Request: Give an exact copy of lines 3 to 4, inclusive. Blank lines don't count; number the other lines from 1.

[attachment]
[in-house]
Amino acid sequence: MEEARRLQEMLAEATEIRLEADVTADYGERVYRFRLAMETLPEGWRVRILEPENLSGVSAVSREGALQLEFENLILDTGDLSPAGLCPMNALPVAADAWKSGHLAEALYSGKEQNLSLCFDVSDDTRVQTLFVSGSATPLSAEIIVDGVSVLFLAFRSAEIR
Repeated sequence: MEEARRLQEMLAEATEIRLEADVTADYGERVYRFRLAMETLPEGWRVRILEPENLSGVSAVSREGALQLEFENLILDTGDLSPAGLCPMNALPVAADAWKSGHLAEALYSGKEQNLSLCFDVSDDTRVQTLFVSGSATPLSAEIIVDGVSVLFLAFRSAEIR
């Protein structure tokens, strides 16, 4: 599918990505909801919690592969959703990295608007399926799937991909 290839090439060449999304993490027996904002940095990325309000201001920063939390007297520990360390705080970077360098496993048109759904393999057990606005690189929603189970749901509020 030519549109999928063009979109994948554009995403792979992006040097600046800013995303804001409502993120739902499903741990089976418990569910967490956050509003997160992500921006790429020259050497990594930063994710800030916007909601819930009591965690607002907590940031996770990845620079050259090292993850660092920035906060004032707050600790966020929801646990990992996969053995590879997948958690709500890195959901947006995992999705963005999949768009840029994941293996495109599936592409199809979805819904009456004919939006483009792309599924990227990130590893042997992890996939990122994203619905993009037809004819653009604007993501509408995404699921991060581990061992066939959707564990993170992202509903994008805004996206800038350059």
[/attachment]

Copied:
Repeated sequence: MEEARRLQEMLAEATEIRLEADVTADYGERVYRFRLAMETLPEGWRVRILEPENLSGVSAVSREGALQLEFENLILDTGDLSPAGLCPMNALPVAADAWKSGHLAEALYSGKEQNLSLCFDVSDDTRVQTLFVSGSATPLSAEIIVDGVSVLFLAFRSAEIR
């Protein structure tokens, strides 16, 4: 599918990505909801919690592969959703990295608007399926799937991909 290839090439060449999304993490027996904002940095990325309000201001920063939390007297520990360390705080970077360098496993048109759904393999057990606005690189929603189970749901509020 030519549109999928063009979109994948554009995403792979992006040097600046800013995303804001409502993120739902499903741990089976418990569910967490956050509003997160992500921006790429020259050497990594930063994710800030916007909601819930009591965690607002907590940031996770990845620079050259090292993850660092920035906060004032707050600790966020929801646990990992996969053995590879997948958690709500890195959901947006995992999705963005999949768009840029994941293996495109599936592409199809979805819904009456004919939006483009792309599924990227990130590893042997992890996939990122994203619905993009037809004819653009604007993501509408995404699921991060581990061992066939959707564990993170992202509903994008805004996206800038350059």